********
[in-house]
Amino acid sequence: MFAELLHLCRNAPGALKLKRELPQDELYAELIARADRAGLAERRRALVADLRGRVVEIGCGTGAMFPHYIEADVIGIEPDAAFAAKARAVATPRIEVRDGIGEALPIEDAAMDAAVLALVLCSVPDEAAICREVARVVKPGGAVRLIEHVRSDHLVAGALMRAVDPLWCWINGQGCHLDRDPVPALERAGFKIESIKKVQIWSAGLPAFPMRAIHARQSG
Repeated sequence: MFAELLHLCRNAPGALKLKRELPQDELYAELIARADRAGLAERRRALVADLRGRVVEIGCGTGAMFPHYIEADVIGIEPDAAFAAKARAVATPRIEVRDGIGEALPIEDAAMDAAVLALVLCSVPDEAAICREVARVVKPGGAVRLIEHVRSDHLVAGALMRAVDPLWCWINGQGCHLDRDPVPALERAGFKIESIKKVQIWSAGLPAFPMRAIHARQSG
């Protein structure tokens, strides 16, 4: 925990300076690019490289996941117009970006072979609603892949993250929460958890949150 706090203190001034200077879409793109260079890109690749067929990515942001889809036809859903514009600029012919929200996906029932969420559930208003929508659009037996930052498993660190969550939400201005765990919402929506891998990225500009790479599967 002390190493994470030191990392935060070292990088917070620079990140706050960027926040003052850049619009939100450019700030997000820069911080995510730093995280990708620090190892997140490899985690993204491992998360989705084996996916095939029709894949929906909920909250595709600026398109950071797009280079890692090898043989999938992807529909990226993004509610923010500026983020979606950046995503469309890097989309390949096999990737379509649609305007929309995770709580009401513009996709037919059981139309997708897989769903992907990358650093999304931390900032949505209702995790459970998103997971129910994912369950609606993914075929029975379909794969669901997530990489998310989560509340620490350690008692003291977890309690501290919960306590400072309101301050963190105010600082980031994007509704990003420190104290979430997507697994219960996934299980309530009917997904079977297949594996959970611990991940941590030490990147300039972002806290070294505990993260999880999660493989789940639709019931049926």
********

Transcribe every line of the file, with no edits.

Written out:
[in-house]
Amino acid sequence: MFAELLHLCRNAPGALKLKRELPQDELYAELIARADRAGLAERRRALVADLRGRVVEIGCGTGAMFPHYIEADVIGIEPDAAFAAKARAVATPRIEVRDGIGEALPIEDAAMDAAVLALVLCSVPDEAAICREVARVVKPGGAVRLIEHVRSDHLVAGALMRAVDPLWCWINGQGCHLDRDPVPALERAGFKIESIKKVQIWSAGLPAFPMRAIHARQSG
Repeated sequence: MFAELLHLCRNAPGALKLKRELPQDELYAELIARADRAGLAERRRALVADLRGRVVEIGCGTGAMFPHYIEADVIGIEPDAAFAAKARAVATPRIEVRDGIGEALPIEDAAMDAAVLALVLCSVPDEAAICREVARVVKPGGAVRLIEHVRSDHLVAGALMRAVDPLWCWINGQGCHLDRDPVPALERAGFKIESIKKVQIWSAGLPAFPMRAIHARQSG
């Protein structure tokens, strides 16, 4: 925990300076690019490289996941117009970006072979609603892949993250929460958890949150 706090203190001034200077879409793109260079890109690749067929990515942001889809036809859903514009600029012919929200996906029932969420559930208003929508659009037996930052498993660190969550939400201005765990919402929506891998990225500009790479599967 002390190493994470030191990392935060070292990088917070620079990140706050960027926040003052850049619009939100450019700030997000820069911080995510730093995280990708620090190892997140490899985690993204491992998360989705084996996916095939029709894949929906909920909250595709600026398109950071797009280079890692090898043989999938992807529909990226993004509610923010500026983020979606950046995503469309890097989309390949096999990737379509649609305007929309995770709580009401513009996709037919059981139309997708897989769903992907990358650093999304931390900032949505209702995790459970998103997971129910994912369950609606993914075929029975379909794969669901997530990489998310989560509340620490350690008692003291977890309690501290919960306590400072309101301050963190105010600082980031994007509704990003420190104290979430997507697994219960996934299980309530009917997904079977297949594996959970611990991940941590030490990147300039972002806290070294505990993260999880999660493989789940639709019931049926």